• erein the first and seco d liqui
      • s are solvents and wherein the flow is a mobi e phase
  • 6
    g: a first pump c nfigured t
    • deliver volume contributions of a first liquid, each of the volume contributions occurring during a pump stroke of the first pump and being responsive to a displacement volume of the first pump; a second pump configured
    • deliver volume contributions of a second liquid, each of the volume contributions occurring during a pump stroke of the second pump and being responsive to a displacement volume of the second pump; and a processor in commun
    • ation with the first and second pumps, the processor configured to control the first and second pumps to have a same pump stroke frequency and to be interspersed in time so that initiations of the pump strokes of the first and second pumps are offset in time such that variations in the flow rates of the first and second pumps based on the initiations of the pump strokes do not overlap in time, the processor changing the volume contributions of the first and second pumps in time according to a predetermined composition gradient of a flow comprising the first and second liquids. 7. The pump system of clai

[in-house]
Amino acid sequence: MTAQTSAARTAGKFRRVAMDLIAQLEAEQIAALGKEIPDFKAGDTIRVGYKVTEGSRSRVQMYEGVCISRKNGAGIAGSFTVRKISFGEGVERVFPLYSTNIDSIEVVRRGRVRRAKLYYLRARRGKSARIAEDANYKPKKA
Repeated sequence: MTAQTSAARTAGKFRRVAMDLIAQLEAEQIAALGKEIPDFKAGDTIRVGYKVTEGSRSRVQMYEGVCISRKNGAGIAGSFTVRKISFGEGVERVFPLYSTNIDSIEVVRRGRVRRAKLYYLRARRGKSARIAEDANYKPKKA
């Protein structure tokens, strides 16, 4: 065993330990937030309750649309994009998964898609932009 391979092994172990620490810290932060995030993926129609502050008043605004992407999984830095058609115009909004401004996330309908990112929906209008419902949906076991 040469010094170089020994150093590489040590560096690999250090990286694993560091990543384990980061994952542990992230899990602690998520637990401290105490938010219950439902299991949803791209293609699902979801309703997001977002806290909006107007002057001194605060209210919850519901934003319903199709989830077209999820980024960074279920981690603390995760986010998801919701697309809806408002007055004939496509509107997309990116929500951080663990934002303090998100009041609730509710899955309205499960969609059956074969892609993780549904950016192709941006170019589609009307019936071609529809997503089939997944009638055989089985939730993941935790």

• 6 wherein the first and seco d pumps
      • are solvent pumps and wherein the flow is a mobi e phase
    • 6 wherein each of the first nd seco
      • d pumps is configured with two pump heads in a serial arrangement and wherein one of the pump he ds is a
    • m 6 wherein each of the first nd seco
      • d pumps is configured with two pump heads in a parallel arrangement and wherein the pump strokes o one of
    • m 6 wherein the processor is c nfigure
      • to change the pump stroke frequency of the first and second pumps. 12. The pump system of cla
    • m 6 wherein the processor is c nfigure
      • to control the first and second pumps so that each initiation of the pump strokes of the second pump occurs approximately midway between each initiation of an immediately preceding pump stroke of the first pump and each initiation of an immediately following pump stroke of the first pump. 13. The pump system of cla